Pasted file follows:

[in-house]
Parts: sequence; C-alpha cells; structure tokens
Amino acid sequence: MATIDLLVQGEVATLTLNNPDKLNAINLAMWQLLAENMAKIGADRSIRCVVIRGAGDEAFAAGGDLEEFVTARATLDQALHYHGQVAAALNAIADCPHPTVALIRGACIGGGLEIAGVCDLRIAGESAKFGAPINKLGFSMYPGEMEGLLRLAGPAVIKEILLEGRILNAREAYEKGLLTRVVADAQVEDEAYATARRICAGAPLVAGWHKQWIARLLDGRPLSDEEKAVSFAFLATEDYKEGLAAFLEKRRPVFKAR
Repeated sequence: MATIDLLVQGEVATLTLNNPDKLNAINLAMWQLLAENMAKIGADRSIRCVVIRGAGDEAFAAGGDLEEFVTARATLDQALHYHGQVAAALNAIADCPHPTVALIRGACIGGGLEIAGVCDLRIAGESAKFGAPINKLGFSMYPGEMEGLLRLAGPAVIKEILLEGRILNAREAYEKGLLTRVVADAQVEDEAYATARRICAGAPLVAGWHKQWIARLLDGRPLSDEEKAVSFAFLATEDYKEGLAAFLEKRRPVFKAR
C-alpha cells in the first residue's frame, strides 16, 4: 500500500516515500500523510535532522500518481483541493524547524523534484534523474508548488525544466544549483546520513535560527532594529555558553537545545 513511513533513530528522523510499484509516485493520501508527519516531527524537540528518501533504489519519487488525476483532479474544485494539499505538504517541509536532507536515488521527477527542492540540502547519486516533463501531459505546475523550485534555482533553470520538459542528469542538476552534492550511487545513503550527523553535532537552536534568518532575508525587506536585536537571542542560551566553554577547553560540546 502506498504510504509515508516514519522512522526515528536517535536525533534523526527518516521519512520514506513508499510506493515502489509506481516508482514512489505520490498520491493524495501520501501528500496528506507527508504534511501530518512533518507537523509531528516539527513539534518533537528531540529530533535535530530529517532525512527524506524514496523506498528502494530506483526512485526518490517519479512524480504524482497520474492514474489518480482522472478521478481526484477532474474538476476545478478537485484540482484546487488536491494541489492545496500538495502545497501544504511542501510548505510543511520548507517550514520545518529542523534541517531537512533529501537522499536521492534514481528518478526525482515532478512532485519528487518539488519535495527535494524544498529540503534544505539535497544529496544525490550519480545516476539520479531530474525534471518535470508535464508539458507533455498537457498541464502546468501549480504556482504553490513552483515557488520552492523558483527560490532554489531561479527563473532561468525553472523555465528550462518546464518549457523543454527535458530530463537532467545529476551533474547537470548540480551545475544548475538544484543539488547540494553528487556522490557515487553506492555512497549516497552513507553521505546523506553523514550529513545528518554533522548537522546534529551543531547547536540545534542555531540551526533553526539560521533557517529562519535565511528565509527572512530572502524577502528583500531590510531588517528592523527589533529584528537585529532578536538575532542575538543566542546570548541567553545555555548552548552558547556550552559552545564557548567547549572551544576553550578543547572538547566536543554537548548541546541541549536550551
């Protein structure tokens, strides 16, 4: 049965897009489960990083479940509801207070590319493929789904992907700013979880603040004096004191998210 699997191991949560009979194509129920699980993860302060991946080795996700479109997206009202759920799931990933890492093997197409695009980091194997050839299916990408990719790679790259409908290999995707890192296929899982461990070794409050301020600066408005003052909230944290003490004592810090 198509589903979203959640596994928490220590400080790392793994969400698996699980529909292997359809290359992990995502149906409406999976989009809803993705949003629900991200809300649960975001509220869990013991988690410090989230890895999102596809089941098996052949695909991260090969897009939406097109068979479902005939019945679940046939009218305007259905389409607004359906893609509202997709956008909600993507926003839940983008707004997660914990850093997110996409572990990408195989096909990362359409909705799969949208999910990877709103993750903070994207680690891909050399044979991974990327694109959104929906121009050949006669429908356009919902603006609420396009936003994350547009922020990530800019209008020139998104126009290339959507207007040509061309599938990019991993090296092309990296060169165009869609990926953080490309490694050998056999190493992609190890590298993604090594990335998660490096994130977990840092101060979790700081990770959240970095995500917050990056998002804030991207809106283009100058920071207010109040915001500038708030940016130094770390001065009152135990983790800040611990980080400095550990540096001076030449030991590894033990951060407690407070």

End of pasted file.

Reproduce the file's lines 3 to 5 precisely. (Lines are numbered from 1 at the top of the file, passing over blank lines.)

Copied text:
Amino acid sequence: MATIDLLVQGEVATLTLNNPDKLNAINLAMWQLLAENMAKIGADRSIRCVVIRGAGDEAFAAGGDLEEFVTARATLDQALHYHGQVAAALNAIADCPHPTVALIRGACIGGGLEIAGVCDLRIAGESAKFGAPINKLGFSMYPGEMEGLLRLAGPAVIKEILLEGRILNAREAYEKGLLTRVVADAQVEDEAYATARRICAGAPLVAGWHKQWIARLLDGRPLSDEEKAVSFAFLATEDYKEGLAAFLEKRRPVFKAR
Repeated sequence: MATIDLLVQGEVATLTLNNPDKLNAINLAMWQLLAENMAKIGADRSIRCVVIRGAGDEAFAAGGDLEEFVTARATLDQALHYHGQVAAALNAIADCPHPTVALIRGACIGGGLEIAGVCDLRIAGESAKFGAPINKLGFSMYPGEMEGLLRLAGPAVIKEILLEGRILNAREAYEKGLLTRVVADAQVEDEAYATARRICAGAPLVAGWHKQWIARLLDGRPLSDEEKAVSFAFLATEDYKEGLAAFLEKRRPVFKAR
C-alpha cells in the first residue's frame, strides 16, 4: 500500500516515500500523510535532522500518481483541493524547524523534484534523474508548488525544466544549483546520513535560527532594529555558553537545545 513511513533513530528522523510499484509516485493520501508527519516531527524537540528518501533504489519519487488525476483532479474544485494539499505538504517541509536532507536515488521527477527542492540540502547519486516533463501531459505546475523550485534555482533553470520538459542528469542538476552534492550511487545513503550527523553535532537552536534568518532575508525587506536585536537571542542560551566553554577547553560540546 502506498504510504509515508516514519522512522526515528536517535536525533534523526527518516521519512520514506513508499510506493515502489509506481516508482514512489505520490498520491493524495501520501501528500496528506507527508504534511501530518512533518507537523509531528516539527513539534518533537528531540529530533535535530530529517532525512527524506524514496523506498528502494530506483526512485526518490517519479512524480504524482497520474492514474489518480482522472478521478481526484477532474474538476476545478478537485484540482484546487488536491494541489492545496500538495502545497501544504511542501510548505510543511520548507517550514520545518529542523534541517531537512533529501537522499536521492534514481528518478526525482515532478512532485519528487518539488519535495527535494524544498529540503534544505539535497544529496544525490550519480545516476539520479531530474525534471518535470508535464508539458507533455498537457498541464502546468501549480504556482504553490513552483515557488520552492523558483527560490532554489531561479527563473532561468525553472523555465528550462518546464518549457523543454527535458530530463537532467545529476551533474547537470548540480551545475544548475538544484543539488547540494553528487556522490557515487553506492555512497549516497552513507553521505546523506553523514550529513545528518554533522548537522546534529551543531547547536540545534542555531540551526533553526539560521533557517529562519535565511528565509527572512530572502524577502528583500531590510531588517528592523527589533529584528537585529532578536538575532542575538543566542546570548541567553545555555548552548552558547556550552559552545564557548567547549572551544576553550578543547572538547566536543554537548548541546541541549536550551